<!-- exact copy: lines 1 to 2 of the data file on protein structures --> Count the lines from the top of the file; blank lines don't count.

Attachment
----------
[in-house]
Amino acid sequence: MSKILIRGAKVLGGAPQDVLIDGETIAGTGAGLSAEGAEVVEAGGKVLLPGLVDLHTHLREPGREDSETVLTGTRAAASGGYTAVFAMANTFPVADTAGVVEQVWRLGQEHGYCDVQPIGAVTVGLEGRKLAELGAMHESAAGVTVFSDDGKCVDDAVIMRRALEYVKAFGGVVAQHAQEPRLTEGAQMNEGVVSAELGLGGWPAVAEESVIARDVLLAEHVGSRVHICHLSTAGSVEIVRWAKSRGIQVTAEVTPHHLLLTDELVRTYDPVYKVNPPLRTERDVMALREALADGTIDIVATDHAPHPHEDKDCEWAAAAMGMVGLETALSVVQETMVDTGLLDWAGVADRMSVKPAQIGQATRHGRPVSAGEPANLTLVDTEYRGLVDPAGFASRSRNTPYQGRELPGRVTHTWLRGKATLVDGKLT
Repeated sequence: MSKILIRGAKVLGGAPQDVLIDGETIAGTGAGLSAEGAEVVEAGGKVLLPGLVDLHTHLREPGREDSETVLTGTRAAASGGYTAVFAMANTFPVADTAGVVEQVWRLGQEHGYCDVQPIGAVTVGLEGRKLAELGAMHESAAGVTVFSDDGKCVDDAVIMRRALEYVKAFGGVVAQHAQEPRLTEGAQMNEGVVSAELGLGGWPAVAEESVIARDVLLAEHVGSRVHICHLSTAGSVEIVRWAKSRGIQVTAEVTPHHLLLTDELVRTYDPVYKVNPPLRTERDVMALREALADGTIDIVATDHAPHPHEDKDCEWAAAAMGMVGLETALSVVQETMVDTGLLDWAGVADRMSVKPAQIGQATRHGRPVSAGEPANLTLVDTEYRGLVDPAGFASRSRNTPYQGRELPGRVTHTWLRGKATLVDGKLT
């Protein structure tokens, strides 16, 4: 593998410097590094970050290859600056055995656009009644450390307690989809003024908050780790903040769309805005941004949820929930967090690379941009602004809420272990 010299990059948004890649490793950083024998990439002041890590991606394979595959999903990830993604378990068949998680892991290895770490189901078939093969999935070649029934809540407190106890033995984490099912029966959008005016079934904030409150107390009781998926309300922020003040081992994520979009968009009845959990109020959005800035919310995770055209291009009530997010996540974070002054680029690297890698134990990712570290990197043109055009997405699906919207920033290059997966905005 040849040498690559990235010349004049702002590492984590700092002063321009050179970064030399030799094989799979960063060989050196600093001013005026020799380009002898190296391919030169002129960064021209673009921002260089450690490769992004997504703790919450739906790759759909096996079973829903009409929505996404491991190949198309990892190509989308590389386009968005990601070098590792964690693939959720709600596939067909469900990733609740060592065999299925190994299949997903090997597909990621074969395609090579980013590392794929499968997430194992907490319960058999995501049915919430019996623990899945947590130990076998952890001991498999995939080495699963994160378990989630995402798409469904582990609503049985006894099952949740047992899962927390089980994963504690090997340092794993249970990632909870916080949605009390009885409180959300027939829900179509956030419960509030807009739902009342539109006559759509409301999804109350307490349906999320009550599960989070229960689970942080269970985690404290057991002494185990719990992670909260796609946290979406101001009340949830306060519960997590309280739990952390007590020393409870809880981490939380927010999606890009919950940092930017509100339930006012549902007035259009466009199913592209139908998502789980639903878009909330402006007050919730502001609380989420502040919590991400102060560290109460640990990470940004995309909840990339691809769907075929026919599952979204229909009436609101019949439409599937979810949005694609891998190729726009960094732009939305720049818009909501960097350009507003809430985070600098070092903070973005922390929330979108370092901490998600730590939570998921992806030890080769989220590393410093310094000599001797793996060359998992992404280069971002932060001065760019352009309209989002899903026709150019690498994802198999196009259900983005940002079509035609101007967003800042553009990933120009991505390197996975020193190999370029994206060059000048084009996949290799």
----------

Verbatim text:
[in-house]
Amino acid sequence: MSKILIRGAKVLGGAPQDVLIDGETIAGTGAGLSAEGAEVVEAGGKVLLPGLVDLHTHLREPGREDSETVLTGTRAAASGGYTAVFAMANTFPVADTAGVVEQVWRLGQEHGYCDVQPIGAVTVGLEGRKLAELGAMHESAAGVTVFSDDGKCVDDAVIMRRALEYVKAFGGVVAQHAQEPRLTEGAQMNEGVVSAELGLGGWPAVAEESVIARDVLLAEHVGSRVHICHLSTAGSVEIVRWAKSRGIQVTAEVTPHHLLLTDELVRTYDPVYKVNPPLRTERDVMALREALADGTIDIVATDHAPHPHEDKDCEWAAAAMGMVGLETALSVVQETMVDTGLLDWAGVADRMSVKPAQIGQATRHGRPVSAGEPANLTLVDTEYRGLVDPAGFASRSRNTPYQGRELPGRVTHTWLRGKATLVDGKLT